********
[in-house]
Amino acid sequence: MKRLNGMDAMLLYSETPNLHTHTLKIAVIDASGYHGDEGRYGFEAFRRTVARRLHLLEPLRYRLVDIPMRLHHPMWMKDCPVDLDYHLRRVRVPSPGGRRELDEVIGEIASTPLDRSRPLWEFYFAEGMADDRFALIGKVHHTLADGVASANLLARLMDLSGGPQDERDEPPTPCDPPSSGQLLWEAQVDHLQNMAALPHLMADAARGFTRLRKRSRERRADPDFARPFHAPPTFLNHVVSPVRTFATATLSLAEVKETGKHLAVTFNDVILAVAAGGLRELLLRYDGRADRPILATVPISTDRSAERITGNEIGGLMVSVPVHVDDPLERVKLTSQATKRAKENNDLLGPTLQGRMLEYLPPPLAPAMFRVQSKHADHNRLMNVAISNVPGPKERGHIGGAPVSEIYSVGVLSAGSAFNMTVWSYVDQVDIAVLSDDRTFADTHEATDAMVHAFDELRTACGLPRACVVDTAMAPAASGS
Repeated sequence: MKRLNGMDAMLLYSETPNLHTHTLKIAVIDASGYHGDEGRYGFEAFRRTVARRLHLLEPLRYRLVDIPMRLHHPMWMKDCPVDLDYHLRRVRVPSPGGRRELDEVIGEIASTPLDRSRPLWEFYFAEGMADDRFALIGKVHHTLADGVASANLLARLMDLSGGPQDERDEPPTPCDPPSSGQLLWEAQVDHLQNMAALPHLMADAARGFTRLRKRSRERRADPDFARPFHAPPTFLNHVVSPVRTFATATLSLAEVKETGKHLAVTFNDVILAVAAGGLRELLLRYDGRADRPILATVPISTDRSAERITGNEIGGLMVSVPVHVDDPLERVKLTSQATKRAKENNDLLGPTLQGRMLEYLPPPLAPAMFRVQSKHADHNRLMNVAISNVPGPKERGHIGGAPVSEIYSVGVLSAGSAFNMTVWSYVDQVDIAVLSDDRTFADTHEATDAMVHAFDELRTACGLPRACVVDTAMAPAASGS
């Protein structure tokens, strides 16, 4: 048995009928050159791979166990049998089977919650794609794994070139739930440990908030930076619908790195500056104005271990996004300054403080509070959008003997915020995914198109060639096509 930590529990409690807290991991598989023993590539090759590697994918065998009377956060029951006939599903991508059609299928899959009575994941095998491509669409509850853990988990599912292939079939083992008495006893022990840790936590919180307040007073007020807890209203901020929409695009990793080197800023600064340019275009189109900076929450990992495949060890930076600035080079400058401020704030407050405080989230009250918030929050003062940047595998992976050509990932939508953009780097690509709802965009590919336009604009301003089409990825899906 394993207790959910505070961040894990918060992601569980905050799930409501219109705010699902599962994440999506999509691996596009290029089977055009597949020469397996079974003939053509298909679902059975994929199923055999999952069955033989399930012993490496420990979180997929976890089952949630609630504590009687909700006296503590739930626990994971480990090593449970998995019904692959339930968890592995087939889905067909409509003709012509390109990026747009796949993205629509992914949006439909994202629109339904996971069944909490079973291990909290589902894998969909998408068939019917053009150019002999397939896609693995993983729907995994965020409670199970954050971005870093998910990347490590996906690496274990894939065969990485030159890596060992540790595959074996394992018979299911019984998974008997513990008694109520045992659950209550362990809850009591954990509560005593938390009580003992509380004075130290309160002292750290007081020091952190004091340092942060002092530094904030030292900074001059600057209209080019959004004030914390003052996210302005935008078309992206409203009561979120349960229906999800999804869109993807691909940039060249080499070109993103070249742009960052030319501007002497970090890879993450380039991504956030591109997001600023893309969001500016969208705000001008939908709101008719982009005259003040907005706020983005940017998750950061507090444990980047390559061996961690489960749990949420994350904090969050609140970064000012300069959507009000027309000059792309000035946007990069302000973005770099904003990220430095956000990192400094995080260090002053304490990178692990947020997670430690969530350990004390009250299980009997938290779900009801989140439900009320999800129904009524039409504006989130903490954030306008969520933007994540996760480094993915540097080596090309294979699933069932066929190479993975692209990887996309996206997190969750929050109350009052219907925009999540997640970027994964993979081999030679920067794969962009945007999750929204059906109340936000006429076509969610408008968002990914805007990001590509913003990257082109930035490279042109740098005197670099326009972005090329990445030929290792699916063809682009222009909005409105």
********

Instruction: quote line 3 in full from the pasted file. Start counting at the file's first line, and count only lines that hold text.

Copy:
Repeated sequence: MKRLNGMDAMLLYSETPNLHTHTLKIAVIDASGYHGDEGRYGFEAFRRTVARRLHLLEPLRYRLVDIPMRLHHPMWMKDCPVDLDYHLRRVRVPSPGGRRELDEVIGEIASTPLDRSRPLWEFYFAEGMADDRFALIGKVHHTLADGVASANLLARLMDLSGGPQDERDEPPTPCDPPSSGQLLWEAQVDHLQNMAALPHLMADAARGFTRLRKRSRERRADPDFARPFHAPPTFLNHVVSPVRTFATATLSLAEVKETGKHLAVTFNDVILAVAAGGLRELLLRYDGRADRPILATVPISTDRSAERITGNEIGGLMVSVPVHVDDPLERVKLTSQATKRAKENNDLLGPTLQGRMLEYLPPPLAPAMFRVQSKHADHNRLMNVAISNVPGPKERGHIGGAPVSEIYSVGVLSAGSAFNMTVWSYVDQVDIAVLSDDRTFADTHEATDAMVHAFDELRTACGLPRACVVDTAMAPAASGS